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Postscript : A Diplomatic Fallout : Twenty-seven years later, Denmark reopens the file on Danes who helped clean up the crash of an American B-52 carrying nuclear bombs. Plutonium may also be missing.


COPENHAGEN — When President Clinton announced plans in January to declassify hundreds of millions of secret Cold War-era documents held by federal agencies, Denmark and its sensitivities were probably far from his mind.

But a trove of newly released U.S. documents, spirited to Copenhagen over the Internet, has reawakened a 27-year-old diplomatic quarrel involving the 1968 crash near Thule, Greenland, of a nuclear bomb-laden B-52, the dispersal of plutonium and other toxic materials over what is in fact Danish soil and the health of more than 1,000 Danes.

"The government now believes that earlier investigations didn't look into all the possible damage," said Lars Tybjerg, the Danish prime minister's chief adviser on economic and domestic policy.

Having reviewed the newly public documents, the Danish government now wants to know whether as much as two kilograms of plutonium are unaccounted for, and what the United States can do to find traces of the highly toxic element and clean them up.

The release of the files has also prompted Denmark to design a new study of people who were working near the crash site in 1968, some of whom have been saying for years that they suffer from premature aging, extreme fatigue, undiagnosed skin diseases, immune system deficiencies and other problems.

The Greenlanders, Danish citizens, have been examined several times already, and most of the previous tests have failed to establish a link between their health complaints and their possible exposure to nuclear and chemical contaminants in the wake of the bomber crash. One test suggested they might have a higher rate of cancer, but it was not conclusive.

In any case, Danish families affected by the crash remain deeply suspicious. They argue that their country is small and has no nuclear power plants or weapons installations and, consequently, lacks the experience to properly evaluate the health consequences of a nuclear accident.

"If you go to your family doctor and say, 'I think I'm sick because I've been exposed to radiation,' they don't take you seriously," said Sally Schnell, the widow of a onetime transportation personnel manager near the crash site.

Schnell said she has become "a kind of mother for the Thule workers" since her husband died in 1991, having made it her life's work to bring the men who claim to have been affected together informally and pool information about their symptoms.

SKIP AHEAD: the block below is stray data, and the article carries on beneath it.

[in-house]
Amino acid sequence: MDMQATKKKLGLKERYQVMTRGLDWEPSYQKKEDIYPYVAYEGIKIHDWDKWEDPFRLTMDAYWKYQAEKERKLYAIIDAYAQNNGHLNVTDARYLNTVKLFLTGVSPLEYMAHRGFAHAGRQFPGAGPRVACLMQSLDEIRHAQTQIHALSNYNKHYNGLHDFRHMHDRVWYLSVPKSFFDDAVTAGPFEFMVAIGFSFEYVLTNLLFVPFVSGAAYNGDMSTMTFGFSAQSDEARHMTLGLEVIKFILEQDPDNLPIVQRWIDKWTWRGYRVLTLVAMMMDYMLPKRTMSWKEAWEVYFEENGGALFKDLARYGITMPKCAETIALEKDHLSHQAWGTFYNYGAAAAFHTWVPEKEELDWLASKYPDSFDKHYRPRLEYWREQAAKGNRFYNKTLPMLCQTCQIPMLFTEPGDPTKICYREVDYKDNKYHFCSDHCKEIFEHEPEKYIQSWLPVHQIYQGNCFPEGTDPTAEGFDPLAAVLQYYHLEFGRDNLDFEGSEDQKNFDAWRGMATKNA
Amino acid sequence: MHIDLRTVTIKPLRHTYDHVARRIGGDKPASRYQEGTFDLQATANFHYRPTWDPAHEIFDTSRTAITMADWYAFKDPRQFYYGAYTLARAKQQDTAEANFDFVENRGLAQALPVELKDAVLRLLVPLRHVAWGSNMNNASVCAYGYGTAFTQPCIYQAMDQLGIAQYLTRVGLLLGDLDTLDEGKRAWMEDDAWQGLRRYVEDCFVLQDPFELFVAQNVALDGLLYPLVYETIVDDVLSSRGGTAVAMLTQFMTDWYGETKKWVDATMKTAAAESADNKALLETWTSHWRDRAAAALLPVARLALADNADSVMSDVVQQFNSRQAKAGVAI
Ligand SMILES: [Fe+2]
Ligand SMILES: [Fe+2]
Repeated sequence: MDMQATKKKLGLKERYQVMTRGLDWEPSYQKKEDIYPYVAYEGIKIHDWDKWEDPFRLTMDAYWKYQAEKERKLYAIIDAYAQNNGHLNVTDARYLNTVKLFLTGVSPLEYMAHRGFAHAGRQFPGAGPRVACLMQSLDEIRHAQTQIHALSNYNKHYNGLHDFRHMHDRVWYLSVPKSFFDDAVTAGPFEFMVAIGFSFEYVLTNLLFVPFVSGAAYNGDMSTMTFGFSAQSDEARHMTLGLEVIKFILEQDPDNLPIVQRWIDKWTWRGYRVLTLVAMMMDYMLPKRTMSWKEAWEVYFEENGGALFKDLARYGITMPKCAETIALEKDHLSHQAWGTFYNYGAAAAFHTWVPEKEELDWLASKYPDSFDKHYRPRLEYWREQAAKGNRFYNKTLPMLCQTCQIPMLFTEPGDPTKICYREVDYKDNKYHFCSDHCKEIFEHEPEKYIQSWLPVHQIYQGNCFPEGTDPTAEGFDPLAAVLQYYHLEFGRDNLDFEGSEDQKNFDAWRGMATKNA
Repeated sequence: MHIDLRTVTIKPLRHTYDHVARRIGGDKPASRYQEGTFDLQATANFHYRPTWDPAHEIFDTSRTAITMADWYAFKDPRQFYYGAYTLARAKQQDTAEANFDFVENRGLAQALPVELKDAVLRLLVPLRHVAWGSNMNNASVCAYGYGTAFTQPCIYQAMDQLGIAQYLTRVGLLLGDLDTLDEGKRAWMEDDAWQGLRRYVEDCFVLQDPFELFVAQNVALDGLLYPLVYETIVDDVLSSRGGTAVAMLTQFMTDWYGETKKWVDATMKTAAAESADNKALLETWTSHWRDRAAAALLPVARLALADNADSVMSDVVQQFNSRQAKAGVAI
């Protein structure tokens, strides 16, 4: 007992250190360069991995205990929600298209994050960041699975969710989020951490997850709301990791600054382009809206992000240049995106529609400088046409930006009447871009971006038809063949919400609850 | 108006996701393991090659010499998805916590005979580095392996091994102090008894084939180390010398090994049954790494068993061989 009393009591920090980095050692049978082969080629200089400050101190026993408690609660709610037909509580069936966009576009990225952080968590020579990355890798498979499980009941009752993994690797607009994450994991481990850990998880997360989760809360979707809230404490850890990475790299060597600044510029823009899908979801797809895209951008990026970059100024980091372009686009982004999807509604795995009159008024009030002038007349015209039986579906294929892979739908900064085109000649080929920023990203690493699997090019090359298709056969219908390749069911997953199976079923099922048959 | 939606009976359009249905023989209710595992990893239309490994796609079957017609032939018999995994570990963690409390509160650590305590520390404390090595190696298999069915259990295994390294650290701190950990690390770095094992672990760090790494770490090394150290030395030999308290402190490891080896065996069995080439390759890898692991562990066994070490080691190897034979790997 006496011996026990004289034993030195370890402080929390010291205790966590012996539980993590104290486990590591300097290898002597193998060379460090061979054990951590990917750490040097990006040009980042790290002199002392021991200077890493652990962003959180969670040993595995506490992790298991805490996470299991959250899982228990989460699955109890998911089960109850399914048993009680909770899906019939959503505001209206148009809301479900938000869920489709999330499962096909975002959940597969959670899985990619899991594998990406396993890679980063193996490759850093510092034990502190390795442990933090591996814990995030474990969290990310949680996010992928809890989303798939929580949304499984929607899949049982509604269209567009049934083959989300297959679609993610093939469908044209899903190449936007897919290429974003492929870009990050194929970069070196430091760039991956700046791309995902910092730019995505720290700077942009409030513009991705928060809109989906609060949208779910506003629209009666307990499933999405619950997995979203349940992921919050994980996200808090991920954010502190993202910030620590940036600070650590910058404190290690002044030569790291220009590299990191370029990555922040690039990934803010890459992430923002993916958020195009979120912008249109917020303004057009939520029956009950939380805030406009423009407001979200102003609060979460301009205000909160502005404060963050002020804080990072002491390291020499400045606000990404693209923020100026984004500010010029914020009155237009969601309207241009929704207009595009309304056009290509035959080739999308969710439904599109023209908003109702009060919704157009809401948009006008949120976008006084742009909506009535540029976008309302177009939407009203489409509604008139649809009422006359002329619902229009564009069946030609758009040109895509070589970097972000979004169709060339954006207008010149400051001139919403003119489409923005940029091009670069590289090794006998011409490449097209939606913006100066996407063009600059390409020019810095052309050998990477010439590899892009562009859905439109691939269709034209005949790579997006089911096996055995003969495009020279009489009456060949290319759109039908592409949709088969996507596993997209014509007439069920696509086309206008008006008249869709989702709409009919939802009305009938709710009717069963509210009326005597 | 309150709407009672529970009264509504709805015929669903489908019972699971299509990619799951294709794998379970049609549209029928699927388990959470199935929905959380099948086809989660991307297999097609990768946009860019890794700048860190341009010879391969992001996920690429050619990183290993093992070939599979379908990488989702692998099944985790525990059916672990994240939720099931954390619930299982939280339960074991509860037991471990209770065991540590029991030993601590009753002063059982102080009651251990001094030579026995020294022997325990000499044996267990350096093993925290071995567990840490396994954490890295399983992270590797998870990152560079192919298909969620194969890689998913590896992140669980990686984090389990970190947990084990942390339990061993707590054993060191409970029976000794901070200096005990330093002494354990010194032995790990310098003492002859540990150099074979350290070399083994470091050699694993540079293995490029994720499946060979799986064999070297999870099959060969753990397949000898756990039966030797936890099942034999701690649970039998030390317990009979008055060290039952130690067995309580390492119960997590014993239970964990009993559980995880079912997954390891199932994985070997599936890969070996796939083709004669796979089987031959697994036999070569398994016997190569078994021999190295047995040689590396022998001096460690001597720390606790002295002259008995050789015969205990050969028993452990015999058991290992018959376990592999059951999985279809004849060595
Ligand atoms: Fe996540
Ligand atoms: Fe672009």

In Copenhagen, the government wants to allay these suspicions, taking the new information and carrying out "a thorough investigation, one which can be carried out without any possible complaint that the researchers were biased," said Tybjerg, the prime minister's adviser. "If this new investigation demonstrates that these poor people have been damaged, or have a higher-than-normal mortality, then of course they would have to be compensated. And 75% of the bill would be shipped across the ocean" to the United States.

It was January, 1968, when a B-52 bomber with four 1.1-megaton hydrogen bombs on board crashed on the sea ice just off the coast of Greenland--a huge arctic island and a county of Denmark. The bomber was part of "Operation Chrome Dome," the United States' Cold War program to keep a fleet of nuclear bombers in the air 24 hours a day, close enough to Soviet airspace to make clear to the Soviets that the United States would strike back if Moscow initiated a nuclear attack.

The Chrome Dome airplanes were cruising three routes in those years, one over the Mediterranean, one over Alaska and one from the northeastern United States up to Greenland. It was the seven-member crew of a B-52 on this last route that found it too cold in the cockpit one January day, turned up the heat full blast and accidentally started an electrical fire in the heater's wiring.

With smoke filling the cockpit and electrical power shutting down, the crew tried to make an emergency landing at Thule, the United States' air base in coastal Greenland. But the pilots lost control of the plane and ordered the crewmen to eject at 8,000 feet. Six of them parachuted safely onto the snow and ice, but the seventh never got out of the plane and was killed as the B-52 crashed in a huge fireball.

"The plane had just been re-tanked in the air and contained 124,000 pounds of fuel," said Lars Melgard, a Copenhagen librarian who operates a public archive on nuclear power and nuclear weapons. "People inside the barracks at Thule lost their footing from the shock wave."

The huge fire consumed all four of the bombs aboard the plane without detonating them.

There were also political shock waves. News of the crash--and the bombs--outraged the Danes, who happened to be holding an election the day after the crash. The foreign minister reminded Washington that by treaty, the United States had the right to operate a base in Greenland but not to ferry nuclear bombs over Danish territory.

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